For now, think about setting a new objective that is still ambitious but more realistic based on your business’s current capacity and state. Steady, consistent revenue growth takes time and patience.
Ultimately, consider what each of these levers will provide for you while being realistic about how they could require some sacrifices.
Questions to consider when adjusting your Goal Lever:
I encourage you to experiment with these levers and plug them into your max revenue formula!
What different combinations of offers can you book each month? Which combination maximizes your capacity best? Which maximizes your revenue potential best? Play with the numbers to see what’s possible! It might surprise you!
If you’re a regular here on the blog, you know rhythms are, well, kinda my thing!
And while capacity levers aren’t part of the eight foundational rhythms I preach, they are significant too!
Establishing your capacity is not a one-and-done process, and it will change over time.
You might complete business tasks quicker with more experience under your belt, or your offers may change, altering your capacity. It is an ongoing process of staying on the pulse of your capacity throughout the seasons so that you can make aligned decisions for your business.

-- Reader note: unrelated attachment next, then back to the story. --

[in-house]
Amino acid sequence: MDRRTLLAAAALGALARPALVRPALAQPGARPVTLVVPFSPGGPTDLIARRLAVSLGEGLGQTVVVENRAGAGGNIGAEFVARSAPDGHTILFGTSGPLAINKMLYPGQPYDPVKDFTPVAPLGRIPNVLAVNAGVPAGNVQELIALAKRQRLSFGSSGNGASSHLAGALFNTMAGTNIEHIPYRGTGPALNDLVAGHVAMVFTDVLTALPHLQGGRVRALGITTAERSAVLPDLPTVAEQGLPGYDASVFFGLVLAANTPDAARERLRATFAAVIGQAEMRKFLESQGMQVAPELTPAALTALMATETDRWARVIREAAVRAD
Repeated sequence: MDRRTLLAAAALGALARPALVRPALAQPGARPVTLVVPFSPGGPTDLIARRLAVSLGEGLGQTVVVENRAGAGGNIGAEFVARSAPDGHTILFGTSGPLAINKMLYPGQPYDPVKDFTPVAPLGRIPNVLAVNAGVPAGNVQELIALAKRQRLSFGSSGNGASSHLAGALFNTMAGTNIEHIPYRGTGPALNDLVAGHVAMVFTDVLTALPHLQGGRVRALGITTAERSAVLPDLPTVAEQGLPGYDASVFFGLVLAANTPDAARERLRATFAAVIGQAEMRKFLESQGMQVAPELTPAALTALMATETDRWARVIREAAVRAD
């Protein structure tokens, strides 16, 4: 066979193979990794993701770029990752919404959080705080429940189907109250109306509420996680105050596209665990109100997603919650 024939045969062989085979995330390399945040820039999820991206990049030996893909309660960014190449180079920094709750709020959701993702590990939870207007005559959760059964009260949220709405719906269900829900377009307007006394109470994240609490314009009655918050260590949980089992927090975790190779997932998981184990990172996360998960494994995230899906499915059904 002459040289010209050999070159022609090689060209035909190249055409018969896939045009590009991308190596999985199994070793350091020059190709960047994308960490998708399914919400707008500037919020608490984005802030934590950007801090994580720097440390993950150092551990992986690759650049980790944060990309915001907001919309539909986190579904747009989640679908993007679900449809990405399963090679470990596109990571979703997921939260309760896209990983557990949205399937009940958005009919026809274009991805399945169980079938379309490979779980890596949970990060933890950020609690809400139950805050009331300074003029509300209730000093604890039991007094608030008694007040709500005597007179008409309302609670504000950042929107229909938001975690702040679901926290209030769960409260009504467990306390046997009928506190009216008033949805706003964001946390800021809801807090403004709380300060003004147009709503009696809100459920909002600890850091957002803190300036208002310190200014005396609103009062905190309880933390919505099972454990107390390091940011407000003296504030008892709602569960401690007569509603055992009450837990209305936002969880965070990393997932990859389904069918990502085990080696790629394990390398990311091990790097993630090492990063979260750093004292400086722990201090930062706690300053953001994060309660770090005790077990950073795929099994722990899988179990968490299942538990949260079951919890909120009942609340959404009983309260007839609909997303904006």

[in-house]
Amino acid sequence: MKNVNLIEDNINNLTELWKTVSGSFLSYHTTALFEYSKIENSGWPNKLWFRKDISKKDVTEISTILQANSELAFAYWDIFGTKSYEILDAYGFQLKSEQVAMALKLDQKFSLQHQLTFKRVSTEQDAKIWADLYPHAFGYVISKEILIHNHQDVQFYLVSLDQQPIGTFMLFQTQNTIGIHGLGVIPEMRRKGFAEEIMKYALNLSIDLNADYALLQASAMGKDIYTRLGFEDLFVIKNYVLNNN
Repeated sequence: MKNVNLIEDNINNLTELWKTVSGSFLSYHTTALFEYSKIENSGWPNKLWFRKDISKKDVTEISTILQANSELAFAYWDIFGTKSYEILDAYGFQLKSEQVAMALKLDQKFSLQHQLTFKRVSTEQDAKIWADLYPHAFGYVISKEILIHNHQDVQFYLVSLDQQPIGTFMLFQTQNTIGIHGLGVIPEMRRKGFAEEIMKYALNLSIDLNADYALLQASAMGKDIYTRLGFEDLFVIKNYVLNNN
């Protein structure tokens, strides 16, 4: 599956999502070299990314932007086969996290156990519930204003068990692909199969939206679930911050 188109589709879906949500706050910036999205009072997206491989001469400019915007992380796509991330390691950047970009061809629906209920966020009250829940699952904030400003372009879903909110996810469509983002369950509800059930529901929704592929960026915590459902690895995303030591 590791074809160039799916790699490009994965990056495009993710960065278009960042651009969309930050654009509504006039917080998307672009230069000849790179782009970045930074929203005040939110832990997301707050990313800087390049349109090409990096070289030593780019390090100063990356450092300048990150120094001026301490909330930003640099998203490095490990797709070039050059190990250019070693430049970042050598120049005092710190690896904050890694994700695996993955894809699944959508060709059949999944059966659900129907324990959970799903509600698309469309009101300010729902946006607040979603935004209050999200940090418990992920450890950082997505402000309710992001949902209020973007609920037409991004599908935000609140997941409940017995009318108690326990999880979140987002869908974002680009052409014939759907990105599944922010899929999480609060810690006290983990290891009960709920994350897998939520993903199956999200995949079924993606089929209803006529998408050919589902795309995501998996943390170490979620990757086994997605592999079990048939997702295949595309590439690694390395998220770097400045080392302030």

Plus, your money goals will continue to change as you find more and more success!
Check-in on your capacity at strategic milestones throughout the year so that you can pivot, readjust, and continue to set new, aligned goals for your business in the future. Capacity needs to be a rhythm whether you check in on it monthly, quarterly, or annually.
Setting and reaching your financial business goals isn’t as simple as throwing a number out there, getting to work, and waiting to see what happens.
It also doesn’t have to be that difficult. It just needs to be strategic.
Don’t leave your goals or your business up to chance! Make sure they add up.